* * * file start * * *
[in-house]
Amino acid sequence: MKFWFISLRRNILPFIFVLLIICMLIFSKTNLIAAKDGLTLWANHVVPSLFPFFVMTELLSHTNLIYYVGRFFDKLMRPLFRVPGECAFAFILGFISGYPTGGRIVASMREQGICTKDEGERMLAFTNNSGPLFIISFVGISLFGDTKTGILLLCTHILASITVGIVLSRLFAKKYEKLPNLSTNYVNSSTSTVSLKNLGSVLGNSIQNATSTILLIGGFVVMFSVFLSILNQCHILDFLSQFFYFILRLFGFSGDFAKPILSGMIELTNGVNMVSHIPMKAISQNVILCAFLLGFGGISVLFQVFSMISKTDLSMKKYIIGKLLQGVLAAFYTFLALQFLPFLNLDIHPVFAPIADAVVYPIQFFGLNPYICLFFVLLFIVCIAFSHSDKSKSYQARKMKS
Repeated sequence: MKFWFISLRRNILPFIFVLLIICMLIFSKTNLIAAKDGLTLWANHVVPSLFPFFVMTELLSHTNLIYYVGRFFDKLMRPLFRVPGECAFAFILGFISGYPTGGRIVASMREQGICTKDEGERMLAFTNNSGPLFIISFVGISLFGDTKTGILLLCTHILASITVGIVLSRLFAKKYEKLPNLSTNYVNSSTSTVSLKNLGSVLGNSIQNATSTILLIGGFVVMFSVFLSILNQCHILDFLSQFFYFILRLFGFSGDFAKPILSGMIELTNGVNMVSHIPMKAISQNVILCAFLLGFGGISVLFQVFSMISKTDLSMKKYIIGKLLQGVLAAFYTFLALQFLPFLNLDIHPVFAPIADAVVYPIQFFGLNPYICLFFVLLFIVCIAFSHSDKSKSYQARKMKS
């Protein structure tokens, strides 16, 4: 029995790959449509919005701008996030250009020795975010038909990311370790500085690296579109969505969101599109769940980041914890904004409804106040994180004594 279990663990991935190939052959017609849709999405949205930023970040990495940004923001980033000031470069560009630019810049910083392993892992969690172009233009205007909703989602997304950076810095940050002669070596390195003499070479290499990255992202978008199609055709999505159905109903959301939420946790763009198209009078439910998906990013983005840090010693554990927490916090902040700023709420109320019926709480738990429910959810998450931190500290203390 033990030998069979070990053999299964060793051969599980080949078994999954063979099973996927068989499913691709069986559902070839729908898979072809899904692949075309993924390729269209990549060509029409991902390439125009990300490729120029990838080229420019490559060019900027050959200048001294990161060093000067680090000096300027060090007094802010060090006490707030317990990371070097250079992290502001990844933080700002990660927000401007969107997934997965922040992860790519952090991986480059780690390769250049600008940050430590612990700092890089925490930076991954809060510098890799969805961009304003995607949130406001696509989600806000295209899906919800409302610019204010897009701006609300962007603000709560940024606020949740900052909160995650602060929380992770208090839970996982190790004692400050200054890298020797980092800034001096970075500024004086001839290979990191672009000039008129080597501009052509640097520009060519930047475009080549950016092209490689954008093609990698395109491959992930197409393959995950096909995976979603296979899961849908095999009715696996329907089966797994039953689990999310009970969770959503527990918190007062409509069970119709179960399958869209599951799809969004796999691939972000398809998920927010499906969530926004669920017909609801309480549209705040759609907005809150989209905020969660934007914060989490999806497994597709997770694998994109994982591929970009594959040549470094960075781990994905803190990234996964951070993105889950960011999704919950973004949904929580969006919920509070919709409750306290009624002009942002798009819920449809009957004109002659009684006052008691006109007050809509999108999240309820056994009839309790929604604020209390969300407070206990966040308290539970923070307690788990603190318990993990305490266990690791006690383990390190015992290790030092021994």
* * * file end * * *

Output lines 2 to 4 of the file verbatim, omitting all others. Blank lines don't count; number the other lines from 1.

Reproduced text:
Amino acid sequence: MKFWFISLRRNILPFIFVLLIICMLIFSKTNLIAAKDGLTLWANHVVPSLFPFFVMTELLSHTNLIYYVGRFFDKLMRPLFRVPGECAFAFILGFISGYPTGGRIVASMREQGICTKDEGERMLAFTNNSGPLFIISFVGISLFGDTKTGILLLCTHILASITVGIVLSRLFAKKYEKLPNLSTNYVNSSTSTVSLKNLGSVLGNSIQNATSTILLIGGFVVMFSVFLSILNQCHILDFLSQFFYFILRLFGFSGDFAKPILSGMIELTNGVNMVSHIPMKAISQNVILCAFLLGFGGISVLFQVFSMISKTDLSMKKYIIGKLLQGVLAAFYTFLALQFLPFLNLDIHPVFAPIADAVVYPIQFFGLNPYICLFFVLLFIVCIAFSHSDKSKSYQARKMKS
Repeated sequence: MKFWFISLRRNILPFIFVLLIICMLIFSKTNLIAAKDGLTLWANHVVPSLFPFFVMTELLSHTNLIYYVGRFFDKLMRPLFRVPGECAFAFILGFISGYPTGGRIVASMREQGICTKDEGERMLAFTNNSGPLFIISFVGISLFGDTKTGILLLCTHILASITVGIVLSRLFAKKYEKLPNLSTNYVNSSTSTVSLKNLGSVLGNSIQNATSTILLIGGFVVMFSVFLSILNQCHILDFLSQFFYFILRLFGFSGDFAKPILSGMIELTNGVNMVSHIPMKAISQNVILCAFLLGFGGISVLFQVFSMISKTDLSMKKYIIGKLLQGVLAAFYTFLALQFLPFLNLDIHPVFAPIADAVVYPIQFFGLNPYICLFFVLLFIVCIAFSHSDKSKSYQARKMKS
């Protein structure tokens, strides 16, 4: 029995790959449509919005701008996030250009020795975010038909990311370790500085690296579109969505969101599109769940980041914890904004409804106040994180004594 279990663990991935190939052959017609849709999405949205930023970040990495940004923001980033000031470069560009630019810049910083392993892992969690172009233009205007909703989602997304950076810095940050002669070596390195003499070479290499990255992202978008199609055709999505159905109903959301939420946790763009198209009078439910998906990013983005840090010693554990927490916090902040700023709420109320019926709480738990429910959810998450931190500290203390 033990030998069979070990053999299964060793051969599980080949078994999954063979099973996927068989499913691709069986559902070839729908898979072809899904692949075309993924390729269209990549060509029409991902390439125009990300490729120029990838080229420019490559060019900027050959200048001294990161060093000067680090000096300027060090007094802010060090006490707030317990990371070097250079992290502001990844933080700002990660927000401007969107997934997965922040992860790519952090991986480059780690390769250049600008940050430590612990700092890089925490930076991954809060510098890799969805961009304003995607949130406001696509989600806000295209899906919800409302610019204010897009701006609300962007603000709560940024606020949740900052909160995650602060929380992770208090839970996982190790004692400050200054890298020797980092800034001096970075500024004086001839290979990191672009000039008129080597501009052509640097520009060519930047475009080549950016092209490689954008093609990698395109491959992930197409393959995950096909995976979603296979899961849908095999009715696996329907089966797994039953689990999310009970969770959503527990918190007062409509069970119709179960399958869209599951799809969004796999691939972000398809998920927010499906969530926004669920017909609801309480549209705040759609907005809150989209905020969660934007914060989490999806497994597709997770694998994109994982591929970009594959040549470094960075781990994905803190990234996964951070993105889950960011999704919950973004949904929580969006919920509070919709409750306290009624002009942002798009819920449809009957004109002659009684006052008691006109007050809509999108999240309820056994009839309790929604604020209390969300407070206990966040308290539970923070307690788990603190318990993990305490266990690791006690383990390190015992290790030092021994």